Biology 1100 -- Human Biology      Faculty Index Page
                                                                James K Adams, jadams@daltonstate.edu

DESCRIPTION OF THE COURSE: This course is an introductory course on the functioning of the human body. The course begins with some detail on chemistry, emphasizing the importance of chemistry in the functioning of organisms. This is followed by discussions on cells (the living units) and the tissues that cells can construct. The rest of the course covers several organ systems of the body, including a brief discussion on skin, followed by more detailed discussion on digestive, circulatory, immune, respiratory, urinary, nervous, endocrine and reproductive systems. Additionally, students will be expected to learn a bit about both muscular and skeletal systems on their own (there is a separate muscle/bone test).

Syllabus

Biology 1100 Course Policies

Answers for quizzes from summer 2006
    Quiz #1 -- Chemistry
    Quiz #2 -- Digestive System

Review Sheets for Tests
       
Chapter Outlines
        Muscles -- Front
                          Back
        Skeleton
    Unlabelled images for you to test yourself:
        Front Muscles
        Back Muscles
        Skeleton
    Circulatory Pathway

Images -- I use a number of additional detailed, annotated images for my Anatomy & Physiology
      classes that you may find of use in understanding the anatomy of the various systems.

Test Dates

Answers for Tests on File in the library:
        Exam 1
        Exam 2
        Exam 3
        Exam 4
        Bones and Muscles Test

Lynda Davis (another instructor for the course) has additional information you may find of use:
       
Chapter Terms
        Review Questions

COURSE OBJECTIVES: Upon completion of this course, you should be able to

1. Demonstrate knowledge of the basic molecules that are the building blocks of life.
2. Describe the structure of the DNA molecule and understand how it serves as the carrier of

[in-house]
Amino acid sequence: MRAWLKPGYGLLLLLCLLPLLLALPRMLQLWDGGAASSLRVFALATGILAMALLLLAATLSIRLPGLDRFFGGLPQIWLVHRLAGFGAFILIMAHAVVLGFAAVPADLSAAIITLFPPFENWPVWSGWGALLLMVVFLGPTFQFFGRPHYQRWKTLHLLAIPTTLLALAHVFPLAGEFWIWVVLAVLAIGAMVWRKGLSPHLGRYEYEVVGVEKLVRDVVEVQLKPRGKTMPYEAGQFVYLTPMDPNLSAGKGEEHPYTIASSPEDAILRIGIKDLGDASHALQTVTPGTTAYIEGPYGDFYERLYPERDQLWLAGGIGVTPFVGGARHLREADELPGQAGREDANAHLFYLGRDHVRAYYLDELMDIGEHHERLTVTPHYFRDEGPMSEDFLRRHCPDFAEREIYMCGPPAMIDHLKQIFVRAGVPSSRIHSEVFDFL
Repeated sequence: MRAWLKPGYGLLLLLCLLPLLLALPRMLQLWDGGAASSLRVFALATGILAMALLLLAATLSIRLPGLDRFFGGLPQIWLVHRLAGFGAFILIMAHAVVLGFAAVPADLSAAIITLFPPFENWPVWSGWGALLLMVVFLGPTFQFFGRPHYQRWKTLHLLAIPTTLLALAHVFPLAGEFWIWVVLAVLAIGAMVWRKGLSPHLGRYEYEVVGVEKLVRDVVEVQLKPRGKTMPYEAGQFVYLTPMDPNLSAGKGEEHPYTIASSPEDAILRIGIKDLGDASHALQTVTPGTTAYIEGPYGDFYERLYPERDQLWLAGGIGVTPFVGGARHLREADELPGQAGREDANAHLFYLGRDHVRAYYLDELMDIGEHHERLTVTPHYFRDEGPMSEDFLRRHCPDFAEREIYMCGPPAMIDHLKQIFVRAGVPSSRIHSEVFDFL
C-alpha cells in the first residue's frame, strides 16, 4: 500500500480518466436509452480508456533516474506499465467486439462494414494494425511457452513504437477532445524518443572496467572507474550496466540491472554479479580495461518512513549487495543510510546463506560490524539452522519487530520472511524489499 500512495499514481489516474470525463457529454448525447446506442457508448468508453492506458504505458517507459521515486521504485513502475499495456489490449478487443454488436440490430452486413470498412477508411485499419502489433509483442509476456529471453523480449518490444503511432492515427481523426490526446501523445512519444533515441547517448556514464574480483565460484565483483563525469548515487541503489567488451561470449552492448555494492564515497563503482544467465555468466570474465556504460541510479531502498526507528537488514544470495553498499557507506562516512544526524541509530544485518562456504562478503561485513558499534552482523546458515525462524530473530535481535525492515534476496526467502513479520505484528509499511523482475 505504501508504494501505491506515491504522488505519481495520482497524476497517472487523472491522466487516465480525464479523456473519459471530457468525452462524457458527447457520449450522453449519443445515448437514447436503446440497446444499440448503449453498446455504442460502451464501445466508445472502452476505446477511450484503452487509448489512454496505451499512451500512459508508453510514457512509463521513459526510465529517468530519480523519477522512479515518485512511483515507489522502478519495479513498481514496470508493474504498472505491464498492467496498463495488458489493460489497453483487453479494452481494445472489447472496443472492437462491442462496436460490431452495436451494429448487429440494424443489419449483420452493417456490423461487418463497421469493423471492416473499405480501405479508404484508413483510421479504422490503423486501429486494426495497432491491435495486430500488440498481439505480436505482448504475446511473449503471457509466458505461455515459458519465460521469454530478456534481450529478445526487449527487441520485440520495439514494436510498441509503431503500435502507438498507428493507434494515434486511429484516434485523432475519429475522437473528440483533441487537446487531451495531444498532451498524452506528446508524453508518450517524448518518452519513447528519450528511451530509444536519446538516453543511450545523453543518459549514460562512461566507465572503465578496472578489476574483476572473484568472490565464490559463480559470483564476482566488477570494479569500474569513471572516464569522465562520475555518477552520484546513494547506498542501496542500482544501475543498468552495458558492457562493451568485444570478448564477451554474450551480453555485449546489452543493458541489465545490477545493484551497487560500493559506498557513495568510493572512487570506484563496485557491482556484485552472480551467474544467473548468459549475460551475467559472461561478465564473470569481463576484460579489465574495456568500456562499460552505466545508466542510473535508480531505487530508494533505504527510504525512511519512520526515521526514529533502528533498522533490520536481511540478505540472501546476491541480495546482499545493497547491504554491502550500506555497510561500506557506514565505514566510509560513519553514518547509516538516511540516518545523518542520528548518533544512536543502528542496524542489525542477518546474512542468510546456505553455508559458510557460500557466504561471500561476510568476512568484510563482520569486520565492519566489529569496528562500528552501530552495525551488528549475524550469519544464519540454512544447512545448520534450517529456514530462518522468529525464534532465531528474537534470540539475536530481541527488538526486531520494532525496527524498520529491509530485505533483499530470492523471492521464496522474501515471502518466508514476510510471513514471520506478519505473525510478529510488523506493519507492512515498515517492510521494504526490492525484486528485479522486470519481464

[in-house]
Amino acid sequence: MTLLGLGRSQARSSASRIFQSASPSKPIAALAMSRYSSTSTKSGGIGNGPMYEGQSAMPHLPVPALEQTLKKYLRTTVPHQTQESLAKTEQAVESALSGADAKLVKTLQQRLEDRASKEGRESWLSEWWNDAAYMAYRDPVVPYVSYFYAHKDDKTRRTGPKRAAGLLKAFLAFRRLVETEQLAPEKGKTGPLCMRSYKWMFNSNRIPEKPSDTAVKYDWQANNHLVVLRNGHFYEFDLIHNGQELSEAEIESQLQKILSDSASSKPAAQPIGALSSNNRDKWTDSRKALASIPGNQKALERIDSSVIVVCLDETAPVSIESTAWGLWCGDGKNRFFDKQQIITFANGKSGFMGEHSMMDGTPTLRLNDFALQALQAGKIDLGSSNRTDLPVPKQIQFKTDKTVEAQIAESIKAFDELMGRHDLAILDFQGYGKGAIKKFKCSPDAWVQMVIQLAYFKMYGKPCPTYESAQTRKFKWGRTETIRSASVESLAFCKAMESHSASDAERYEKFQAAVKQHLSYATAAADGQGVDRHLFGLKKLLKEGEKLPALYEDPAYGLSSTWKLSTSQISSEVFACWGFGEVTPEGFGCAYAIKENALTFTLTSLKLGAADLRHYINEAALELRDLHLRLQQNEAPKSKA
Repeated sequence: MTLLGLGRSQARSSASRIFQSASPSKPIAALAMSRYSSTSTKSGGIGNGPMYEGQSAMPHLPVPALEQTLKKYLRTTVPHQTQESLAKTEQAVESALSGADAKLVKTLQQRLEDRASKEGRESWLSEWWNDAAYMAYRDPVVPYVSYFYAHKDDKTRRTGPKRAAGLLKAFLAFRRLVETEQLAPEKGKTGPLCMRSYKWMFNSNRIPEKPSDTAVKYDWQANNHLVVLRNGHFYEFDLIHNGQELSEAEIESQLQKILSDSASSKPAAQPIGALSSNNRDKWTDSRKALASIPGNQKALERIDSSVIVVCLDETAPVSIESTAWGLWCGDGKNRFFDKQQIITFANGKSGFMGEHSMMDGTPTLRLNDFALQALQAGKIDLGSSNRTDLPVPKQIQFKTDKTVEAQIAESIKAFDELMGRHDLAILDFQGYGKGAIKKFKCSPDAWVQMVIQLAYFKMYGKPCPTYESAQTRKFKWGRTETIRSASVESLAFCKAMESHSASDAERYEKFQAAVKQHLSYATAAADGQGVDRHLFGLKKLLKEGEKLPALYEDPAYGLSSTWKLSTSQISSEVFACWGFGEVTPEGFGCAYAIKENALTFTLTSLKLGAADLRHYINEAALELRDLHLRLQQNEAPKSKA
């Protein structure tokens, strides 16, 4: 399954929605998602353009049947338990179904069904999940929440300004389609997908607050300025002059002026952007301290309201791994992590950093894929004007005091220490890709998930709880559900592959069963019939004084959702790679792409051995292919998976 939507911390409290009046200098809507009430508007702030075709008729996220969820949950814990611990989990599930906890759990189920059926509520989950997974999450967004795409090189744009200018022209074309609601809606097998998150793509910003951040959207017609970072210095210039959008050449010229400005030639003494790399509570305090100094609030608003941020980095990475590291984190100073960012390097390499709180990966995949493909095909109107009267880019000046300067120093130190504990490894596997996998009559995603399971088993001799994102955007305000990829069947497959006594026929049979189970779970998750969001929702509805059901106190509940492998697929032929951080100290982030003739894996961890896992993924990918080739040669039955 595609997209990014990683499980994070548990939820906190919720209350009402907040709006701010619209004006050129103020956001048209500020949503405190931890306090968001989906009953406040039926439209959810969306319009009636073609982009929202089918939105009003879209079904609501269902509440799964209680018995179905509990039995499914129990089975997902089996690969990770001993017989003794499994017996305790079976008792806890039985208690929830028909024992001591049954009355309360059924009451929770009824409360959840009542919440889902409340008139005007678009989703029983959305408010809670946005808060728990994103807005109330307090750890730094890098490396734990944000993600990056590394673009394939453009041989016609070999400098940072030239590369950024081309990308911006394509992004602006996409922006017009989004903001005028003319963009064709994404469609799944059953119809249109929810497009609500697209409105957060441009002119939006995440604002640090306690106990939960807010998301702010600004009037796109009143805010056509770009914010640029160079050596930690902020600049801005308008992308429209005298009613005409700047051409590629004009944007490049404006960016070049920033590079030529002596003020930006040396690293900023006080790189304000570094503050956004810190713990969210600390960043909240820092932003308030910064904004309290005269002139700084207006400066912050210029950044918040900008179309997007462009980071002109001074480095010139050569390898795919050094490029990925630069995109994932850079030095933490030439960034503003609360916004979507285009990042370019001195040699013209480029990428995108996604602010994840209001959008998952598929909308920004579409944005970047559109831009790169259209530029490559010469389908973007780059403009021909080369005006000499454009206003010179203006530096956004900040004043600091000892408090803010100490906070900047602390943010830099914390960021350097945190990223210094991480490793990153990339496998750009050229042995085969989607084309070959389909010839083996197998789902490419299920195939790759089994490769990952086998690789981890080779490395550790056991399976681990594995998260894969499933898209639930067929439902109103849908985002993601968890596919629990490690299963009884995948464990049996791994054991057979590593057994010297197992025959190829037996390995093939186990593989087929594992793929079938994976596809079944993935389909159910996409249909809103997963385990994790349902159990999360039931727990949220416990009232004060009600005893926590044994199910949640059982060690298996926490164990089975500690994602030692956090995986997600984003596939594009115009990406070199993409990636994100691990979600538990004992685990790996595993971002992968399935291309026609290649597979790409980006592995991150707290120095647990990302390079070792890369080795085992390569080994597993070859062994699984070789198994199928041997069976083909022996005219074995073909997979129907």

genetic information.
3. Identify and understand the functions of cellular structures.
4. Demonstrate an understanding of the tissues of the human body and of the basic organization 
        of the tissues, organs and organ systems of the human body.
5. Demonstrate an understanding of the structure and function of the following systems:
        a) nervous; b) circulatory; c) immune; d) respiratory; e) digestive; f) urinary; g) endocrine; 
        and
  h) reproductive
6. Identify and locate specific muscles and bones of the human body.
7. Demonstrate knowledge of common diseases associated with the systems of the human body.

TIPS FOR SUCCESS:

This may be the first biology class in some time (perhaps ever for many of you. It is important that you keep a few things in mind so that you may more easily succeed in Biology 1100. First and foremost, if you have questions about any topic, ASK!! There is no better way to learn material that you are in any way confused by than to ask questions. Hopefully the book will provide you what you need, but I can clarify anything you wish to have clarified. Speaking of the book, another way to insure success is to stay ahead in the reading. In other words, come to class prepared. This way you may be able to sit back and listen when I lecture, as you will have already read something on the topics being covered.

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